We could debate the numbers all day and all night. Let’s not do that. Enough to say that global accessibility to education leaves us in serious need of understanding how we can best differentiate our children’s skill set in an uncertain world with no promise of anything… excepting uncertainty. How can we prepare them to adapt when their chosen career path is pulled out from beneath their feet? You’ve just been replaced by a machine. You’re obsolete. Good luck and good-bye!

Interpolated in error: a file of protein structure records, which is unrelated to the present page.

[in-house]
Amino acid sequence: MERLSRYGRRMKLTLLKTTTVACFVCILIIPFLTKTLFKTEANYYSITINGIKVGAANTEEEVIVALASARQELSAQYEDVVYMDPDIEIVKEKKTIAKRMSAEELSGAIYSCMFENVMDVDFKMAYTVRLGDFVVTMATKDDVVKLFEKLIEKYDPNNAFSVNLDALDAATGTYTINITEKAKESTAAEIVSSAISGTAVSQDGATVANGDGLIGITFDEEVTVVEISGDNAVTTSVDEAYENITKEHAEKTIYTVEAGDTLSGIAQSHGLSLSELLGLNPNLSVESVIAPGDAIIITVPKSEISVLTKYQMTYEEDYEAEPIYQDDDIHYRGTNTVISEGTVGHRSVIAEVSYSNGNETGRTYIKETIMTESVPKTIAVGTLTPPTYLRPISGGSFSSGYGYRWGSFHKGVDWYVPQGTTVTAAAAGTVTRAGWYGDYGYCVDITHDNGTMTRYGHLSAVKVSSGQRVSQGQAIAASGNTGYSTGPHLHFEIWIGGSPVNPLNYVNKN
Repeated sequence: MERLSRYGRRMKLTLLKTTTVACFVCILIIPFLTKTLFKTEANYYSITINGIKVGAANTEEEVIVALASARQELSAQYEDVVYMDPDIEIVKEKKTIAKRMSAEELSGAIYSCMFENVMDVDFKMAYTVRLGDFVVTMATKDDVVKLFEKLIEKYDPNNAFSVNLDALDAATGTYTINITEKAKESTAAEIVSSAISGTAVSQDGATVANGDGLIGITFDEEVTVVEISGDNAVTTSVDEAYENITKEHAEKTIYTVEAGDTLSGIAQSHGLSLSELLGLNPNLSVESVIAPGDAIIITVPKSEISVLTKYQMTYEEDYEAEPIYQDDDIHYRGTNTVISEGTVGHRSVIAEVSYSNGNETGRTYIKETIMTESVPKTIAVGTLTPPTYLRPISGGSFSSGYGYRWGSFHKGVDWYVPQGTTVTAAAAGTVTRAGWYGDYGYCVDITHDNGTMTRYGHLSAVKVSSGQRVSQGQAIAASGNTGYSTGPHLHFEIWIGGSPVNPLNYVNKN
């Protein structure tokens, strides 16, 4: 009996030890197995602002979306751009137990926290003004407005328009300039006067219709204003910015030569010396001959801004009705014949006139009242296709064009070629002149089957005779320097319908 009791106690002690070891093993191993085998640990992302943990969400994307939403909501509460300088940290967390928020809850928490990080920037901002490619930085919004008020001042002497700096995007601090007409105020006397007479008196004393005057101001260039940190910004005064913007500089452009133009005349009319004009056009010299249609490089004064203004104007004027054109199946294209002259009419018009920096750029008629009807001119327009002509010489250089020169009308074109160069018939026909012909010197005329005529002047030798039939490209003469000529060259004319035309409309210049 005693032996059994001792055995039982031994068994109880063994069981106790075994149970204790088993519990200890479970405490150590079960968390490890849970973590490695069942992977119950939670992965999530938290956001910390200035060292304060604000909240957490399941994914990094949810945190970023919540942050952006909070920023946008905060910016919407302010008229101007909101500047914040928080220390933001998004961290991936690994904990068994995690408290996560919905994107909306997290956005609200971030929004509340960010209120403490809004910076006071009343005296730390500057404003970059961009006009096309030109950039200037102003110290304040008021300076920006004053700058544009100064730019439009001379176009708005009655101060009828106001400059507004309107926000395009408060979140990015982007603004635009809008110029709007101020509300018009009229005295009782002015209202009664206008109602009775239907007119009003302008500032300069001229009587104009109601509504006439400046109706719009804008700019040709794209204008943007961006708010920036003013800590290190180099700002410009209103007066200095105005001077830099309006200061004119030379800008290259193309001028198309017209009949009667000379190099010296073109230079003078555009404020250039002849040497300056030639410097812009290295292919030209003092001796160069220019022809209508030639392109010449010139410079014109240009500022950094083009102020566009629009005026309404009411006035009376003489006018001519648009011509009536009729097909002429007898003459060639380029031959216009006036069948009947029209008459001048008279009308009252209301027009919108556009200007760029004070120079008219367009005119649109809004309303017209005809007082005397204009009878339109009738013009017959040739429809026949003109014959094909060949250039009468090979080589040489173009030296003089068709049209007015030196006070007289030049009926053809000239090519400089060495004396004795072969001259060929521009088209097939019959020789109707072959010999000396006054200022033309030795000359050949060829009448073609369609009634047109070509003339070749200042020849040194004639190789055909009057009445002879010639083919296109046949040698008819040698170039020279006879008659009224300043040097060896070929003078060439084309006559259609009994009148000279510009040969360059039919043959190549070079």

A focus on academics is necessary but not sufficient.

In the absence of character and values, all the technical learning in the world will be insufficient. Of course I want my children to learn math and science. Bring it on, but don’t do it without an eye to character and values. Don’t do it without an eye to citizenship. Don’t do it without an eye to the greater good. I want most that my children find fulfillment in making a contribution to something larger than themselves. If they can find that fulfillment and are happy doing so, I could not give a hoot nor a holler how much they earn doing it. But that’s just me up on my soapbox.